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500 Five-Star: Black Narcissus (1947)

November 23, 2012

Another day, another B.  I have been stuck on the Bs for over a year now, and if I continue at that rate for the rest of this project, I will be 53 years old by the time I finish.  Terrifying.  That might be a sign that I should really get my bum in gear (I know, I keep saying it.  One day I’ll mean it).

So, Black Narcissus: a film I had heard a lot about, and which I was looking forward to finally experiencing.  Did it live up to my expectations?  Yes, though not in the way you might think.  I went in with the belief that it would be a very admirable piece, that it would look beautiful, and that Deborah Kerr would be superb in the lead role.  All of those things came to pass.  I didn’t expect to be emotionally gripped or ferociously entertained, and I wasn’t.  I was surprised, admittedly, by the blatancy of the sexual overtones.  For a film made in the first half of the twentieth century, it’s really quite shocking, and I was fascinated by the use of colour and sound to represent the characters’ individual strains and desires.  The cinematography is rightly still celebrated to this day; once seen, it is impossible to forget the stunning drawn landscapes and intense use of shades, and while I might not have felt swept along by the plotting, I certainly was by the film’s design.  The only thing I really didn’t like about Black Narcissus was David Farrar’s performance, which was gratingly over-the-top, but the rest of the film is so impressive that this is forgivable.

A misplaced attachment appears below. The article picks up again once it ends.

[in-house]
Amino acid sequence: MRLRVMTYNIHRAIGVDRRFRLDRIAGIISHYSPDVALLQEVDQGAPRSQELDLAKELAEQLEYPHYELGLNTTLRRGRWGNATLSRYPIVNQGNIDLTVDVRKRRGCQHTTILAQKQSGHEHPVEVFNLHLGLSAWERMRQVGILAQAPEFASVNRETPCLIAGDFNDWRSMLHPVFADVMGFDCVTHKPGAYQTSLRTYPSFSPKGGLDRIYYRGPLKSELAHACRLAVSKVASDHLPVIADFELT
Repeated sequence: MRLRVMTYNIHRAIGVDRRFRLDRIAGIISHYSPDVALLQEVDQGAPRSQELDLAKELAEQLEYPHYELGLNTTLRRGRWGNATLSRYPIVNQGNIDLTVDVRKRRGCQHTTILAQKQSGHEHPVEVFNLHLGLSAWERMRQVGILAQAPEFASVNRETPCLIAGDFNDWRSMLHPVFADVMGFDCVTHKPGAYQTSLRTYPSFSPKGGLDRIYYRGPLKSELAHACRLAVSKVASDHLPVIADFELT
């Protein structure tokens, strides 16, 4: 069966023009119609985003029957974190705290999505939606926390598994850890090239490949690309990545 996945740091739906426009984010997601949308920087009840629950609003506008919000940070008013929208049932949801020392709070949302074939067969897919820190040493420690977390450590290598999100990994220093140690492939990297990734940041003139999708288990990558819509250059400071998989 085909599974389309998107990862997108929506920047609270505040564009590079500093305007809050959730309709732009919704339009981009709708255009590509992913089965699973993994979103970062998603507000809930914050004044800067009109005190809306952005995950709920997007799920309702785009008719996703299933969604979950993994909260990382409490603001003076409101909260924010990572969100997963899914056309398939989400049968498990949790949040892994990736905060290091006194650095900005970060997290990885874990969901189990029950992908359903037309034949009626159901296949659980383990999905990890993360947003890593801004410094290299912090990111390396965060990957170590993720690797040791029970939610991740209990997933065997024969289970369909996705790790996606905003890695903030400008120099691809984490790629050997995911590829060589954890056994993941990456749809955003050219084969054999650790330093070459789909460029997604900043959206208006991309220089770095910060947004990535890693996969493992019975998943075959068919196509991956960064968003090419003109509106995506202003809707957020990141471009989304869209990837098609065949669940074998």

Black Narcissus is a film to be impressed by, rather than gratuitously entertained, but it’s so impressive, that nothing else really matters.


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